The relatively recent discovery of the microbiome is not only completely redefining what it means to be human, to have a body and to live on this Earth, but it is overturning belief systems and institutions that have been entrenched for centuries.
Life (and healthy outcomes) is not just about your genes—it’s about connectedness and relationships and access to all kinds of biological influencers and information. We’re talking about the interspecies kind of chitchat between human biology, bacteria, fungi, and viruses, that believe it or not, has an overwhelming impact on everyday form and function.
On one side of the current philosophical and evolutionary debate, there are those who believe that the workings of the human body are simply the workings of the universe and that our sacred bodies are ONE with the Earth and all that walk, fly, and swim upon it. Taking the opposite side are those who strongly hold to the notion that things we can’t see like germs (microbes, bacteria, viruses, etc.) don’t co-exist with humans and that they are dangerous and it’s far better to kill them ALL than to be killed by them.
Undoubtedly, we are entering into a new conversation about interconnectedness… and the microbiome IS rightly so front-and-center genetically and epigenetically to what it means to be human.
Only recently with the decoding of the human genome circa 2003 and discovery of the microbiome, has the science of genetics and evolutionary theory caught up to the notion that the microbiome actual affects how human genes are expressed. It does this through a complex network of microbes and cross-talk. This interspecies communication means that human beings communicate with bacteria, viruses are talking with fungi, infectious bacteria chat with host cells, and so forth. It’s this highly complex and highly intelligent cooperation that is at the foundation of co-evolution.
The traditional hierarchical animal kingdom classifications pretty much crumble once you understand that EVERYTHING is talking to each other and engaging in a constant dialogue of collaboration. The top-down approach to the organizational flow on the planet with humans beings at the top and “superior” to all other species, discounts all the complexity of the many other wondrous individuals/species that are just as relevant and important. Remove the latter from the tree of life and it will go barren.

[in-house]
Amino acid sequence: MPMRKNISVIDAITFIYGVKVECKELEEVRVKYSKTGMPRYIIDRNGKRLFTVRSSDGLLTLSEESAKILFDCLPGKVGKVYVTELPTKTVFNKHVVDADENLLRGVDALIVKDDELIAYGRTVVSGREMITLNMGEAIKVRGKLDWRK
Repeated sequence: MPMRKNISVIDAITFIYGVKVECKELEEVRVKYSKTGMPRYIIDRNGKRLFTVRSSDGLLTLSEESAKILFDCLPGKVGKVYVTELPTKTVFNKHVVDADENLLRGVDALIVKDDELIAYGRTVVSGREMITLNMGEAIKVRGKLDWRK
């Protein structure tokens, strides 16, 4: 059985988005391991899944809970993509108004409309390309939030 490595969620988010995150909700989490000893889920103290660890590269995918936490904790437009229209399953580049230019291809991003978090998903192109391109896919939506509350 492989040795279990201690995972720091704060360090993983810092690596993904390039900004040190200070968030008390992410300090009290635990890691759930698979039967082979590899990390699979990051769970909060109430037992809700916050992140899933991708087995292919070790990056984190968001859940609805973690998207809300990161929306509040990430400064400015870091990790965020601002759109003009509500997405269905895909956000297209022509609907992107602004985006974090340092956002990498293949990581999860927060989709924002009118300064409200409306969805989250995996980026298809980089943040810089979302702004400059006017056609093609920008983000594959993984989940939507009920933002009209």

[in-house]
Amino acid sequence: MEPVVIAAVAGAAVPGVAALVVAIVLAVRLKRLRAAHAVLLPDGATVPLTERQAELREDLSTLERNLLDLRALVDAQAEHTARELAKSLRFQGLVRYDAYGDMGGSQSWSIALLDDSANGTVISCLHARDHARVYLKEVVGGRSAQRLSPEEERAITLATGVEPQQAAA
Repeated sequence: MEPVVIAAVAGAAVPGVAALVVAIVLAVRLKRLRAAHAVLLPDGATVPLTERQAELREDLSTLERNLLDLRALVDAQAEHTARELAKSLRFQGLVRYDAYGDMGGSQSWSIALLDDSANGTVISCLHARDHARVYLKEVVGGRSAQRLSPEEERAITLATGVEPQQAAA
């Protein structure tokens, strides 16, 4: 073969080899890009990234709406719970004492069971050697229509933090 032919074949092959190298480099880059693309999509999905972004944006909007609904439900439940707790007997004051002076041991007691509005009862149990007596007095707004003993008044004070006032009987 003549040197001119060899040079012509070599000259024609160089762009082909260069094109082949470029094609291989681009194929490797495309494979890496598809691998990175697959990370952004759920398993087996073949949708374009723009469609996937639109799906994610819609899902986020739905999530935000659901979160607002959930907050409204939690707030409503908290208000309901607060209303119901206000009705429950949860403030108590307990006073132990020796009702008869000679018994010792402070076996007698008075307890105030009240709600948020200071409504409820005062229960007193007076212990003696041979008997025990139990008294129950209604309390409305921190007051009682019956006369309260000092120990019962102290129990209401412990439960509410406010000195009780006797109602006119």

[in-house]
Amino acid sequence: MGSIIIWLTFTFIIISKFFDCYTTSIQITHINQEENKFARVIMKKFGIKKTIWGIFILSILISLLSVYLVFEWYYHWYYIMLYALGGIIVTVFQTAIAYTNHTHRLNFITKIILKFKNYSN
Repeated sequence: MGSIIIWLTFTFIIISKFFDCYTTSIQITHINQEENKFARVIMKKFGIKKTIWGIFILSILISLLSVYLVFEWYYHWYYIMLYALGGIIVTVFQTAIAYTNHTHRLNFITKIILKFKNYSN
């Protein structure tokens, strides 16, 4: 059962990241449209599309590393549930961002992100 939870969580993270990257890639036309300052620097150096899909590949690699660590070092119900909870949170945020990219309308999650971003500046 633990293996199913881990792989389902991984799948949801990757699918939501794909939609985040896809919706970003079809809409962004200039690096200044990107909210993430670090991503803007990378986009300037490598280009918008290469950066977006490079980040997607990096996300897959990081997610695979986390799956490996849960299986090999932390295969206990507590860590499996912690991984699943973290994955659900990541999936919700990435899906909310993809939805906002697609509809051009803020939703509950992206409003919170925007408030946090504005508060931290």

Important parts of this microbial inter-species communications are things like microRNA (mRNA) produced by bacteria, fungi, plants, and animals and the food you eat. For instance, the food you eat carries information and not just vitamins, minerals, fats, proteins, carbohydrates, etc., that nourish the body. When you eat food, you are telling your body something—providing messages of health or disease.1 Together these agents can affect the expression of a wide range of human genes, thus impacting daily form and function (YOU!).
We have a great resource in the microbiome to respond in real time to changes, pathogens, nutrients, etc. Let’s not take it for granted, kill it off with toxic medications like antibiotics, deplete it with an unhealthy diet, or as most people do, simply ignore the health of this precious inner terrain.
It’s Either Us Or Them
Back some nearly 200 years, Louis Pasteur popularized the modern day germ theory of disease, amongst other things by introducing the hope that infectious diseases could be prevented by prophylactic vaccination. However, Pasteur was working at the dawn of the knowledge of the microbial world and the immune system as we know it along with the microbiome, wasn’t yet recognized or really on the radar.
Pasteur and others of his generation weren’t the first to demonstrate the existence of microbes and postulate their contribution to diseases, but they were certainly part of a scientific community bent on driving home the notion that infectious disease was caused by invisible organisms or “germs” waiting to attack us. Some how this mindset led to pushing aside the wonderful benefits that came from living in collaboration with the natural environment all around us. In the same breadth, we became afraid of fermented foods, milk, cheese, and simple non-life threatening diseases.